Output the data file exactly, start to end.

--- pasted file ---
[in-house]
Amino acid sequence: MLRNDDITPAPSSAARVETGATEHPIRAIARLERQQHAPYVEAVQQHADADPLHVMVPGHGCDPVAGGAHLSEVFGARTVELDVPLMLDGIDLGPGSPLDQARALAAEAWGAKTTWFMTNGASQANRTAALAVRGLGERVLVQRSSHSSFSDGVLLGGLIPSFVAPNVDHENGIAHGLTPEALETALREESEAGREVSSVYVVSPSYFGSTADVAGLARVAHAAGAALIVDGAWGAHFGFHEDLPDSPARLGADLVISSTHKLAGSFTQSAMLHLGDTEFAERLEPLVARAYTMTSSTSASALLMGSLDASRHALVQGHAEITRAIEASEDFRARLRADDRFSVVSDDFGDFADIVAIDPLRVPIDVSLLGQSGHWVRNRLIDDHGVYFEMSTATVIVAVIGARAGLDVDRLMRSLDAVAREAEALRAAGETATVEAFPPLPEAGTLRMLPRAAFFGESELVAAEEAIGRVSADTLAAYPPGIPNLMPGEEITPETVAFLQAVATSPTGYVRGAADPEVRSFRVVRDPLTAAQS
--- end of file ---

[in-house]
Amino acid sequence: MLRNDDITPAPSSAARVETGATEHPIRAIARLERQQHAPYVEAVQQHADADPLHVMVPGHGCDPVAGGAHLSEVFGARTVELDVPLMLDGIDLGPGSPLDQARALAAEAWGAKTTWFMTNGASQANRTAALAVRGLGERVLVQRSSHSSFSDGVLLGGLIPSFVAPNVDHENGIAHGLTPEALETALREESEAGREVSSVYVVSPSYFGSTADVAGLARVAHAAGAALIVDGAWGAHFGFHEDLPDSPARLGADLVISSTHKLAGSFTQSAMLHLGDTEFAERLEPLVARAYTMTSSTSASALLMGSLDASRHALVQGHAEITRAIEASEDFRARLRADDRFSVVSDDFGDFADIVAIDPLRVPIDVSLLGQSGHWVRNRLIDDHGVYFEMSTATVIVAVIGARAGLDVDRLMRSLDAVAREAEALRAAGETATVEAFPPLPEAGTLRMLPRAAFFGESELVAAEEAIGRVSADTLAAYPPGIPNLMPGEEITPETVAFLQAVATSPTGYVRGAADPEVRSFRVVRDPLTAAQS